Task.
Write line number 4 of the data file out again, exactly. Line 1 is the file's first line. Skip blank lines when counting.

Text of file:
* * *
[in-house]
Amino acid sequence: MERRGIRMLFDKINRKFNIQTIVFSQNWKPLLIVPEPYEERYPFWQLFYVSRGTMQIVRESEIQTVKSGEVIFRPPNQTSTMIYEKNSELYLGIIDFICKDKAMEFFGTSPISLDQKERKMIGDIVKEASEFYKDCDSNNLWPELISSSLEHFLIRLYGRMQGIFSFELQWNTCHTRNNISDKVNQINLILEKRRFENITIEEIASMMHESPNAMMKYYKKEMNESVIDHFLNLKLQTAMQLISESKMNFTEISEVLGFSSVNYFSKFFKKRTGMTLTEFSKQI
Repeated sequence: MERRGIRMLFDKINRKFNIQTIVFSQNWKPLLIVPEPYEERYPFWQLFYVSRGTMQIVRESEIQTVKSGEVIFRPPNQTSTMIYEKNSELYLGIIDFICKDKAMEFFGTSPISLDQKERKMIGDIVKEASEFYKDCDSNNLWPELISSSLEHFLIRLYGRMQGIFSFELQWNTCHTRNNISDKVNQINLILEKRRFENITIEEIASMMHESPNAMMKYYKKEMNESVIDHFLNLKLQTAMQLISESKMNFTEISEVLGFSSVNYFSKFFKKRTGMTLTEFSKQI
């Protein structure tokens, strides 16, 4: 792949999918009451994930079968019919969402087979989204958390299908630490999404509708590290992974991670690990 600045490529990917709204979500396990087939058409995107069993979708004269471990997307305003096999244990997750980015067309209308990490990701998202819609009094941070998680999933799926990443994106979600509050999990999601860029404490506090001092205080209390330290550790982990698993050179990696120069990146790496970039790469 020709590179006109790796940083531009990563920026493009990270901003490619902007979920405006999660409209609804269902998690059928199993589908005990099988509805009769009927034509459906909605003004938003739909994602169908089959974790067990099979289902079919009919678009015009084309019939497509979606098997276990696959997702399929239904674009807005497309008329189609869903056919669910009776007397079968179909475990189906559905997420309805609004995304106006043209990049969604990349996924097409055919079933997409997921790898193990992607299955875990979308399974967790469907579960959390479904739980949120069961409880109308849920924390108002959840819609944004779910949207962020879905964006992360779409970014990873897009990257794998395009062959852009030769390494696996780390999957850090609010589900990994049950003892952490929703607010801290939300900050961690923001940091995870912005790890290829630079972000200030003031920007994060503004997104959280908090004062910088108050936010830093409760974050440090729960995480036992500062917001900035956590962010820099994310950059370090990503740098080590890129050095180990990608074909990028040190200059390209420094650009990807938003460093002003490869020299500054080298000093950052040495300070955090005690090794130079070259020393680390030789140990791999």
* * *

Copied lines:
């Protein structure tokens, strides 16, 4: 792949999918009451994930079968019919969402087979989204958390299908630490999404509708590290992974991670690990 600045490529990917709204979500396990087939058409995107069993979708004269471990997307305003096999244990997750980015067309209308990490990701998202819609009094941070998680999933799926990443994106979600509050999990999601860029404490506090001092205080209390330290550790982990698993050179990696120069990146790496970039790469 020709590179006109790796940083531009990563920026493009990270901003490619902007979920405006999660409209609804269902998690059928199993589908005990099988509805009769009927034509459906909605003004938003739909994602169908089959974790067990099979289902079919009919678009015009084309019939497509979606098997276990696959997702399929239904674009807005497309008329189609869903056919669910009776007397079968179909475990189906559905997420309805609004995304106006043209990049969604990349996924097409055919079933997409997921790898193990992607299955875990979308399974967790469907579960959390479904739980949120069961409880109308849920924390108002959840819609944004779910949207962020879905964006992360779409970014990873897009990257794998395009062959852009030769390494696996780390999957850090609010589900990994049950003892952490929703607010801290939300900050961690923001940091995870912005790890290829630079972000200030003031920007994060503004997104959280908090004062910088108050936010830093409760974050440090729960995480036992500062917001900035956590962010820099994310950059370090990503740098080590890129050095180990990608074909990028040190200059390209420094650009990807938003460093002003490869020299500054080298000093950052040495300070955090005690090794130079070259020393680390030789140990791999």